The 8 day week

We are so used to it, that we regard the 7 day week as normal and reasonable. All over the world, people work for 5 days and have a two day weekend. The weekend may be Saturday/Sunday or Friday/Saturday, but the idea is the same. However, there is no intrinsic logic in this system. The weeks do not fit into the months or into a year. The nature of our society is that some people need to work at the weekend, which complicates matters and is not good for family life. Even looking at the names of days in various languages shows confusion is rife. In German, Wednesday is Mittwoch – “middle of the week”; it is day 3 of a 7 day week, day 4 is the middle. In Italian, Saturday is “Sabato” – literally “Sabbath”; this is incorrect.

I think it is time for change and I would like to propose a new, modern, logical system that is compatible with 21st Century life.

My plan would result in a more relaxing, family-friendly lifestyle, which also promotes greater productivity from society as a whole. But it would be a radical change requiring many ancient traditions to be lost. First, we can dispense with the idea of the month. We will also get rid of all current public holidays. The week would be 8 days and consist of two 4-day chunks, which I will call “A” and “B”. These chunks would fit neatly into the year, with a day left over, which would be a global holiday – maybe on the Spring Equinox.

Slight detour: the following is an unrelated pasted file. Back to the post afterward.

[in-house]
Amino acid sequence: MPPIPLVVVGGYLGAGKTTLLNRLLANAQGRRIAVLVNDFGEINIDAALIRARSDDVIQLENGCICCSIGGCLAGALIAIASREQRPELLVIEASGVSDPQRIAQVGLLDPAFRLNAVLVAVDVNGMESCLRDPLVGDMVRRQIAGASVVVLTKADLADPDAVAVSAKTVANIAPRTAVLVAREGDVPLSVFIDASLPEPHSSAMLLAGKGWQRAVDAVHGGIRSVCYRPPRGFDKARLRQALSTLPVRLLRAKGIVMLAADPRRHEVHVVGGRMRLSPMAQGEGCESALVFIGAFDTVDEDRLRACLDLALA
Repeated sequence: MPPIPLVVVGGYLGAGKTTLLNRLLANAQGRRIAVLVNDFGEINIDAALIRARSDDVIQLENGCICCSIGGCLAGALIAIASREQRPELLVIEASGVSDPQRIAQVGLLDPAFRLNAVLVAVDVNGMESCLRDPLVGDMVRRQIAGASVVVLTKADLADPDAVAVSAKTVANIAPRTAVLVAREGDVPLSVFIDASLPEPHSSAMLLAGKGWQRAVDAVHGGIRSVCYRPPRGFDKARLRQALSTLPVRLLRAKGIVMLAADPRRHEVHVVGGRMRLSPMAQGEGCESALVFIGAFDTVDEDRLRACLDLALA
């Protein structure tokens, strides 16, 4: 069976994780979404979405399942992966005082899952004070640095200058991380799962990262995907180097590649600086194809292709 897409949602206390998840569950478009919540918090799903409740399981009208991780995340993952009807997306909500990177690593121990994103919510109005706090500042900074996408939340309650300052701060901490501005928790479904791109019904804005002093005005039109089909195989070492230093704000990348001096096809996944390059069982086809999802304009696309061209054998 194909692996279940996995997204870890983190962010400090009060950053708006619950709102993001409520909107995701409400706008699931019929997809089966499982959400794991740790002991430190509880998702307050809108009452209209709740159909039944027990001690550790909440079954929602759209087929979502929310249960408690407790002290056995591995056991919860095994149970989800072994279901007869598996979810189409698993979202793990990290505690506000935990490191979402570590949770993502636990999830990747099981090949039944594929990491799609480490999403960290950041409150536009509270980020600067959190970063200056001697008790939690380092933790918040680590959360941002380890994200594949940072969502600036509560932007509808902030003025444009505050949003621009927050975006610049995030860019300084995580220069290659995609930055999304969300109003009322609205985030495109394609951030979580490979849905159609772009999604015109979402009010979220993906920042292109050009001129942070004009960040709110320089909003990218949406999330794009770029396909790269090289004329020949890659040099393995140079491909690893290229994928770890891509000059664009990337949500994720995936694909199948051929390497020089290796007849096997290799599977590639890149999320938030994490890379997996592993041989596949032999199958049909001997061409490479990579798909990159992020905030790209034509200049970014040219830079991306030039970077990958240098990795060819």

The broad idea is that everyone works 4 days on, 4 days off. Having vacation would still be possible, but it would not be necessary to have too many days, as taking 4 days off would yield a nice 12 day break. I calculate that, by working only a slightly longer day and having 16 vacation days per year, people would work nearly as many hours per year as they do now in most Western countries.